“Who are you?” I ask Sarvesh Shashi straightaway, for I know him to be someone who has internalised several identities, each more watertight than the last. And as the charismatic young man greets me with an odd sense of endearment and familiarity, I immediately understand how - he has the knack of making his own everything he sets his eyes on and everyone he meets. Would he open with, "So, I am the son of a wealthy Chennai tycoon who imported the World Trade Centre when it fell"? Would he say, "I am a college dropout who went on tour with the Indian Premier League and almost played for the country”? Unexpectedly and to my delectation, he replied, "I am just a guy who stumbled upon the religion of happiness, and pledged his life to spreading it."
Taking happiness very seriously
Sarvesh, now 23, has a rags-to-riches story of his own: it may not have so much to do with his outward belongings, as it does with his karmic possessions inwards. “I know most startup stories have a founder sleeping on the roads, but I claim nothing of that sort," he says.
Sarvesh lived to perform, excelled at every sport he experimented with, played cricket professionally for his school and his State, Tamil Nadu, and was steps away from that dream every little boy dreams, but only those fated 11 achieve – being on tour with the IPL.
But there was something else about him that wasn't like your average 17-year-old. He was hungry and inquisitive. And serendipitously enough, the answer presented itself in an odd turn of events. “I was very intrigued about what enlightenment and sixth sense is. Around then, my dad took up yoga, and paid for a guruji to come over. But he couldn't complete the course and asked me to take the remaining classes," Sarvesh says.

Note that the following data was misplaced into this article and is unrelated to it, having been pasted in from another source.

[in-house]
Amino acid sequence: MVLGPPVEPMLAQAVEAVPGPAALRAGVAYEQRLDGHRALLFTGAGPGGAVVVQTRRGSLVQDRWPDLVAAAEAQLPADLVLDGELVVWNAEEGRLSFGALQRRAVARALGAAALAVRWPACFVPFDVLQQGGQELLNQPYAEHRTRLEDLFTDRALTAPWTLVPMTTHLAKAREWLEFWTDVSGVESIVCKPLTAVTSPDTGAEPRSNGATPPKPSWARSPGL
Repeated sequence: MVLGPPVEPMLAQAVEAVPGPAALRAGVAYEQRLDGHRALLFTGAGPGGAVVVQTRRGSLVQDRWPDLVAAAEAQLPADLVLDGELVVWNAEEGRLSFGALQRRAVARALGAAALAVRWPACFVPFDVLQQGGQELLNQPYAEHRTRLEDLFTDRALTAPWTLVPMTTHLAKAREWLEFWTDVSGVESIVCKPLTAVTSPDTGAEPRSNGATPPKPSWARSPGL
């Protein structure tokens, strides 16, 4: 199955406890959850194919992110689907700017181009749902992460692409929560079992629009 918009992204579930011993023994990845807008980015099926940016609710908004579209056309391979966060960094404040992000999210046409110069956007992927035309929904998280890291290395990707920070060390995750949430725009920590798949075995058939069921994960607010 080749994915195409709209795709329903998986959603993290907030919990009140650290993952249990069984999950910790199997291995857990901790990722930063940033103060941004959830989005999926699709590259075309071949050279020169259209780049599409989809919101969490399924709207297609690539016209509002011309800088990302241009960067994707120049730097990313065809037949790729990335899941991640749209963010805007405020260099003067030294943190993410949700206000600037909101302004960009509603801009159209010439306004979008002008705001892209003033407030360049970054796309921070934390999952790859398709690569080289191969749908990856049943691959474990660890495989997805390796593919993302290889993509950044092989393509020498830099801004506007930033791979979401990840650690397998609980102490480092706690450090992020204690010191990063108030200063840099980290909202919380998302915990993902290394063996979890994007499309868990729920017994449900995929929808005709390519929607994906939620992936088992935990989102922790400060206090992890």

He got his life's greatest lesson in the course of the training. ‘If you think I can enlighten you, you’re a fool and I am a bigger fool,’ said the shaman to a child who then understood perhaps the simplest yet most evasive principle to live life by.
His guruji saw the spark in him, and started giving him implausible tasks – observing 40 days silence, celibacy, abstinence from all forms of entertainment, no fancy clothes. Sarvesh explains,
I followed the five precepts: no non-vegetarian food, smoking, drinking or other vices, to establish control over my senses.
He knew then, that he had started on his path to self-discovery. One fine day, his Guruji called him over and told him he wanted to release a book with him called ‘Right-Brain Management.’
Sarvesh had mused-
If we don't have a base, who will buy our book? For who is Sarvesh, and who is guruji?
Creating the 'Room of Requirement'
That 'base' is what we have come to know today, as the chain of ‘happiness' hubs, that over 650 people have come to crave as their second homes - 'Zorba: A Renaissance Studio.'
“I told my father, the only help I need from him is the space," Sarvesh explains. He took an unsecured loan from his uncle, and drew a spartan plan with an initial budget is Rs 5 lakh, which the keyed-up team overshot by Rs 12 lakh.
The first Zorba opened late 2013, at Mount Road, Chennai, and stood like an oasis in the din. "We didn't want to make it a yoga studio - we wanted to convey that this is one's happy place.” Zorba construed disciplines like zumba, yoga, aerobics, meditation into novel training programmes, amounting to 14 different forms of yoga, 12 forms of meditation, 122 types of pranayama, various dance fitness modules, and dance meditation, added a spin to their names, and the modules spread like wildfire.